Alberta coronavirus screening: What’s the criteria and who gets tested?

Click to play video: 'Dr. Mark Joffe on COVID-19 spread in Alberta'
Dr. Mark Joffe on COVID-19 spread in Alberta
Dr. Mark Joffe is an infection prevention and control physician and the Alberta Health Services medical director for northern Alberta. He joined Gord Steinke to talk about the coronavirus testing process, wait times for results, whether testing needs to be expanded now that there is community transition, and touches on what life could be like in Alberta in a month. – Mar 20, 2020

As Alberta health officials have been performing more COVID-19 tests than anywhere else in North America, experts are in conversation about whether the testing criteria needs to be modified.

“It likely will change,” said Dr. Mark Joffe, Alberta Health Services medical director for northern Alberta and infection prevention physician. Joffe spoke with Global News on Friday.

That same day, the premier said Alberta had tested more than 17,000 individuals for COVID-19 so far – at a rate of about 2,000 per day.

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“Those are decisions that actually come from the federal government, together with the provinces and the territories, so we are awaiting decisions on whether out screening strategies will be changing,” Joffe said.

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Joffe said Alberta’s integrated healthcare system has allowed officials to significantly ramp up screening in the province in the past couple of weeks.

What’s the criteria?

So who actually needs to be tested?

Well, according to Joffe, right now it’s anyone who believes they’ve been exposed and particularly those who have travelled.

“If they’re self-isolating over the first couple of weeks after returning from travels and then develop fever and a cough, if that’s the case, they should call 811,” he said.

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Joffe stressed the importance of Albertans calling Health Link 811 if they believe they have symptoms of the novel coronavirus.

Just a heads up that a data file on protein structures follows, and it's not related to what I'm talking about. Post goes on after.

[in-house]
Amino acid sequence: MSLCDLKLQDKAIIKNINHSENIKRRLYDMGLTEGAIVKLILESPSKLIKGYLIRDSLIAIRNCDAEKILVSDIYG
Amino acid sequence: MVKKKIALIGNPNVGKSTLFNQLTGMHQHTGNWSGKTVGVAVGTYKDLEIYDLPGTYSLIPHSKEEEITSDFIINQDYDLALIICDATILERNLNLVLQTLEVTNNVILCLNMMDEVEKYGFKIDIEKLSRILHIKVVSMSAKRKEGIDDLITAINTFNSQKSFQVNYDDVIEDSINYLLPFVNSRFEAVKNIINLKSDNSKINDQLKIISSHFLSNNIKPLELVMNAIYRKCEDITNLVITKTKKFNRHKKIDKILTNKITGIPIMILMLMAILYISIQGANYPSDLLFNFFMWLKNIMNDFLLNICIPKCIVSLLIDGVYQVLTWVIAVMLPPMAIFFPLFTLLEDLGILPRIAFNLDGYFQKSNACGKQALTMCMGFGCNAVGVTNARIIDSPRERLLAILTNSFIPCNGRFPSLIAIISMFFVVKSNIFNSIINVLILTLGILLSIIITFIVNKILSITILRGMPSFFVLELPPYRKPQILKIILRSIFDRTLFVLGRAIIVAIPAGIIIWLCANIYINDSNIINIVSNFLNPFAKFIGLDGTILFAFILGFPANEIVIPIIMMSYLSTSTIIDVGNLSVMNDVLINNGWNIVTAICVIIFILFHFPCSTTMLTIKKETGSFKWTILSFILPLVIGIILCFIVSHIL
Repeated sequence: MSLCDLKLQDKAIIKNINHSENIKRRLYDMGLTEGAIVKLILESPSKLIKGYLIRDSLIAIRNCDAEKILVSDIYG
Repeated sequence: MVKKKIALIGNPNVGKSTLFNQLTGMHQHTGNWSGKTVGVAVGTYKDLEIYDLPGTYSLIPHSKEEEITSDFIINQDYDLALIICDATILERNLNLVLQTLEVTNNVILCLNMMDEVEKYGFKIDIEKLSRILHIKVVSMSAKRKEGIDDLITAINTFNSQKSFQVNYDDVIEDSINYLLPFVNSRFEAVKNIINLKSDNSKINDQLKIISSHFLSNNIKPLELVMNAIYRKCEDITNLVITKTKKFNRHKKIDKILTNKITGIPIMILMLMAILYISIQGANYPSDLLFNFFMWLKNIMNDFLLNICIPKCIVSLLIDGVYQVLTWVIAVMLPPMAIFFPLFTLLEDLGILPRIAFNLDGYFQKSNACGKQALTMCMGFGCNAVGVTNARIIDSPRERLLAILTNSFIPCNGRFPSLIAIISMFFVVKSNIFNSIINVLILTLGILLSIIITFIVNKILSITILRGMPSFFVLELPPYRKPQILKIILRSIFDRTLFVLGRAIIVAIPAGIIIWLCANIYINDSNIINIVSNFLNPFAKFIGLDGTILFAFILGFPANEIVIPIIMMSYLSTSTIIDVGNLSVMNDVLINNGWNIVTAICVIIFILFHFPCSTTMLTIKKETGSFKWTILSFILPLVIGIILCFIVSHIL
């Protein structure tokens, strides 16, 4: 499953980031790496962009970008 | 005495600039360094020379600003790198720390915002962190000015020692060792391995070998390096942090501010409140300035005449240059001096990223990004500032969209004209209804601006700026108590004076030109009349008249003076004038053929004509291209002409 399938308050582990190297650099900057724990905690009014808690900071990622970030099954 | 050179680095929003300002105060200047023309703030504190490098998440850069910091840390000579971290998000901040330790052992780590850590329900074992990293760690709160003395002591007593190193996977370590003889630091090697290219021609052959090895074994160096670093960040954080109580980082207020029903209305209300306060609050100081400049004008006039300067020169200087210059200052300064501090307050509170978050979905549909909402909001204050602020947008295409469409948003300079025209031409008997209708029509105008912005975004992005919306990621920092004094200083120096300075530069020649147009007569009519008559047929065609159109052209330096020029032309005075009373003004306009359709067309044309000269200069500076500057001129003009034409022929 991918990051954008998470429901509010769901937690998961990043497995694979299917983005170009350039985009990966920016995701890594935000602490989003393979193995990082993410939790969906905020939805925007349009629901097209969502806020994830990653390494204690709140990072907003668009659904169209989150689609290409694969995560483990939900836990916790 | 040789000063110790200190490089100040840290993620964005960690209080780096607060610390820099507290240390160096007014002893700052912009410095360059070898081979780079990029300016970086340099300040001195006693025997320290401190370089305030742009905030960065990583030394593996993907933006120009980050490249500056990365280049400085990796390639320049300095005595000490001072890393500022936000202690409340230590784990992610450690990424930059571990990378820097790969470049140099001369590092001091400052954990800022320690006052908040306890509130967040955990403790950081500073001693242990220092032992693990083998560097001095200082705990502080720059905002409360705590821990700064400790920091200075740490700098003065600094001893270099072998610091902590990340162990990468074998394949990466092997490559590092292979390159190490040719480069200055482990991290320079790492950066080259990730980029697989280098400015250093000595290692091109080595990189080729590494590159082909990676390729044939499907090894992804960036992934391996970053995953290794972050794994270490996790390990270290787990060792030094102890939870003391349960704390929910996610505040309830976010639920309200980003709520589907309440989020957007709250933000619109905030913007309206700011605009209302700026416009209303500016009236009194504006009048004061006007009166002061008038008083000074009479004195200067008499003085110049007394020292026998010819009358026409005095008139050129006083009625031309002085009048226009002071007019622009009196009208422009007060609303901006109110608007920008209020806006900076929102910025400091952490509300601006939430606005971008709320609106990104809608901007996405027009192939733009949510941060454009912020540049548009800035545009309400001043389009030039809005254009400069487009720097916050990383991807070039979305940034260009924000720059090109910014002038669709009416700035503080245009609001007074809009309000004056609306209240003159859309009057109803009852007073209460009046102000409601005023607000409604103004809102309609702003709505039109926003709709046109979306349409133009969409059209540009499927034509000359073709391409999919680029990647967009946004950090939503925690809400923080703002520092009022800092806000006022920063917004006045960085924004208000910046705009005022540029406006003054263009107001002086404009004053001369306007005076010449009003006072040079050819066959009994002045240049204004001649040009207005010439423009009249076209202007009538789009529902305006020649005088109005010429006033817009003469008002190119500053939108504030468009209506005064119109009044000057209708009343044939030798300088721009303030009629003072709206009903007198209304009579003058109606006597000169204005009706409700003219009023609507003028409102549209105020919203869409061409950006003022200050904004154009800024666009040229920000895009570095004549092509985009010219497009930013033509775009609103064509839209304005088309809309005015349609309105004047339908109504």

“Access to our assessment centres is all through 811,” he said. “They are not walk-in, they are not drive-in. They’re only by appointment by 811.”

Getting results

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Joffe reiterated the point that if someone is tested, it could take up to four days for those results to come back.

When they do come back, patients who test positive are the top priority.

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“We are getting the positive results out faster because, of course, those are the ones that we need to prioritize,” Joffe said. “We need to identify their contacts as well.

“The negative ones will definitely take longer to report.”

 Should criteria be changed?

Alberta’s first cases were travel-related, but in recent days, more cases of community-transmission have been confirmed, leading to questions about whether the criteria around who should be tested needs to be updated.

Alberta’s chief medical officer of health said Friday that 11 of the confirmed cases are suspected to be a result of community transmission.

Joffe said identifying who needs to be screened is a “moving target.”

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“And then of course setting up the assessment centres so that we can facilitate screening of those individuals,” he said.

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“It’s a fine balance between just how much testing can we do, what is the capacity of the system?

“And how do we ensure that we’re testing the right people at the right time so we can act on those results and offer the public the protection that they need.”

More cases to come

Joffe said health officials are working hard behind the scenes to prepare for a spike in cases expected over the next month.

“We are anticipating this, we are planning for it and we will be ready to deal with the increasing number of cases,” he said.

“There will [also] be an increasing number of individuals staying home with mild symptoms, who we will be providing care for in different ways.”

Joffe said healthcare workers are also “going through intense preparation” for an increase in the number of Albertans who need hospitalization and who will be admitted to the ICU for treatment of COVID-19.

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As of Friday, Alberta had 195 cases of the coronavirus in the province, 49 of those having been confirmed in the last 24 hours.

Ten of those patients were in hospital and five in intensive care.

“This is a virus to be taken very seriously,” chief medical officer of health Dr. Deena Hinshaw said.

“Every single case is one that could potentially end up in a very serious situation.”


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